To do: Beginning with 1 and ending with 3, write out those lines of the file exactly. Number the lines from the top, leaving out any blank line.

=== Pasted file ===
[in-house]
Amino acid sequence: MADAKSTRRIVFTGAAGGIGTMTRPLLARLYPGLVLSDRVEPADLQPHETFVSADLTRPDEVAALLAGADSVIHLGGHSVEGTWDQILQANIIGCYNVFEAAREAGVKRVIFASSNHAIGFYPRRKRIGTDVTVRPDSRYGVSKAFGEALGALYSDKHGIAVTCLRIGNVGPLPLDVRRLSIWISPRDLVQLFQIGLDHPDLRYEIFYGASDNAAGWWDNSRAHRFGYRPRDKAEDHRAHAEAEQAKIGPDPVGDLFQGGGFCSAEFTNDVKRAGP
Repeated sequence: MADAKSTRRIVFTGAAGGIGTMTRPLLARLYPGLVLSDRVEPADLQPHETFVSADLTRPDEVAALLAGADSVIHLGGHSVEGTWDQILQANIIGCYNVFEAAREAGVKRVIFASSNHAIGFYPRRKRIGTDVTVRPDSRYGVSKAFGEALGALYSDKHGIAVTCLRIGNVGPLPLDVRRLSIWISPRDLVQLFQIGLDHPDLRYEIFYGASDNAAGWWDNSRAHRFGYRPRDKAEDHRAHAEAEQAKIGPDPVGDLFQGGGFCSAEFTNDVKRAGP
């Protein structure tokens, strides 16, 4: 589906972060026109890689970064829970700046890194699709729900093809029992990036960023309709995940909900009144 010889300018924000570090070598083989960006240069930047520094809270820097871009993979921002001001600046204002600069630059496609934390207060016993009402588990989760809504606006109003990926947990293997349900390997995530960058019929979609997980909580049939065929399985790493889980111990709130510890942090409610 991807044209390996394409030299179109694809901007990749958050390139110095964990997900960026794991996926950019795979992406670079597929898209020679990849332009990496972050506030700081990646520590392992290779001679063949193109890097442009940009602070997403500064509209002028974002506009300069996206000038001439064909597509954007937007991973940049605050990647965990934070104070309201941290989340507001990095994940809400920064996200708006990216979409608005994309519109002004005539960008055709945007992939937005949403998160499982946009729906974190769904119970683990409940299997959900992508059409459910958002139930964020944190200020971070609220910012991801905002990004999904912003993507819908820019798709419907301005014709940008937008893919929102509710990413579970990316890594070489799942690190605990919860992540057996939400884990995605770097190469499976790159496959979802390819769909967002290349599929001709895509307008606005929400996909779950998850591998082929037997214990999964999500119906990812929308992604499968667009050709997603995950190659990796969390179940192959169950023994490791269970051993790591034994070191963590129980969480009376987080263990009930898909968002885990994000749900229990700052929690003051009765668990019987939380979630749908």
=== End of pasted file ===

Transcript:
[in-house]
Amino acid sequence: MADAKSTRRIVFTGAAGGIGTMTRPLLARLYPGLVLSDRVEPADLQPHETFVSADLTRPDEVAALLAGADSVIHLGGHSVEGTWDQILQANIIGCYNVFEAAREAGVKRVIFASSNHAIGFYPRRKRIGTDVTVRPDSRYGVSKAFGEALGALYSDKHGIAVTCLRIGNVGPLPLDVRRLSIWISPRDLVQLFQIGLDHPDLRYEIFYGASDNAAGWWDNSRAHRFGYRPRDKAEDHRAHAEAEQAKIGPDPVGDLFQGGGFCSAEFTNDVKRAGP
Repeated sequence: MADAKSTRRIVFTGAAGGIGTMTRPLLARLYPGLVLSDRVEPADLQPHETFVSADLTRPDEVAALLAGADSVIHLGGHSVEGTWDQILQANIIGCYNVFEAAREAGVKRVIFASSNHAIGFYPRRKRIGTDVTVRPDSRYGVSKAFGEALGALYSDKHGIAVTCLRIGNVGPLPLDVRRLSIWISPRDLVQLFQIGLDHPDLRYEIFYGASDNAAGWWDNSRAHRFGYRPRDKAEDHRAHAEAEQAKIGPDPVGDLFQGGGFCSAEFTNDVKRAGP